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Quick Takes #6

August 2, 2013

Extend Hands from Darkness (Kurayami kara te wo nobase, 2013)

Yukihiro Toda’s Yubari Fanta 2013 winner tackles the obscure world of Japanese sex business. The country’s bizarre forms of sex trade are largely due to the legislation which prohibits prostitution, yet defines prostitution simply as vaginal intercourse. As a result, Japan is packed with legal non-prostitution that offers everything imaginable without intercourse.

Extend Hands from Darkness follows a delivery health (basically home delivery prostitution) girl serving disabled customers. The interesting topic is shot in semi-documentary fashion. Characters feel real, as do some street scenes, and at least one of the actors is genuinely disabled.

At 66 minutes the film at the length of a pink flick, but lacks any real nudity for lead girl Maya Koizumi being a gravure idol. She acts alright, but hiding strategic bits feels a bit pretentious in a film dealing with sex.

Director Toda lacks distinct style, but also avoids preaching and cliché for the most part. Tech credits are modest, giving the film a bit cheap look.

Birthright (Saitai, 2011)

An impressive slow burner of a revenge movie. Naoki Hashimoto feminist revenge tale is like an early Kiyoshi Kurosawa film with melancholic gray visuals and nothing but female characters. Long, 10 to 15 minute sequences with no dialogue, and music used sparingly.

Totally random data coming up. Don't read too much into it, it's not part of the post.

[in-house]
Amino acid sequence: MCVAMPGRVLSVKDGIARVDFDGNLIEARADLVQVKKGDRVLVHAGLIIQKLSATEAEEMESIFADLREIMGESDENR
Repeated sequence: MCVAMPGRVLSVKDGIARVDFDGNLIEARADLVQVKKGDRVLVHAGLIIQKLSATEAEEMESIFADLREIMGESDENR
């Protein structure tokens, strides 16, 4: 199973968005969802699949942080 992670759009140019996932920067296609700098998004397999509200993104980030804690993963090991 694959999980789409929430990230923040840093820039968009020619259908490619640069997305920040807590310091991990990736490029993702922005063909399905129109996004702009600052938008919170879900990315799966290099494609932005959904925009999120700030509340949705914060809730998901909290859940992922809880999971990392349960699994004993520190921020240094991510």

It’s an endurance test to many, but rewards are fittingly high. Hashimoto pulls impressive performances from his leads, kidnapper Sayoko Oho, and victim Miyu Yagyu, who is kept captive without knowing the reason. Both women went through days of filming hardly without any food or drink to relate to their characters.

After an exceptionally challenging build up, the film’s ending hits like a million volts. This kind of brave filmmaking is a rare threat, although it will limit the audience to minimum.

Director Hashimoto is better known as producer for Jun Ichikawa and Shunji Iwai. This is where many of his influences are, though Hashimoto dares to take minimalism much further than Iwai and Ichikawa ever did. He also does a rare move by using only female characters in important roles: men are only seen in minor supporting roles, and none of them have dialogue.

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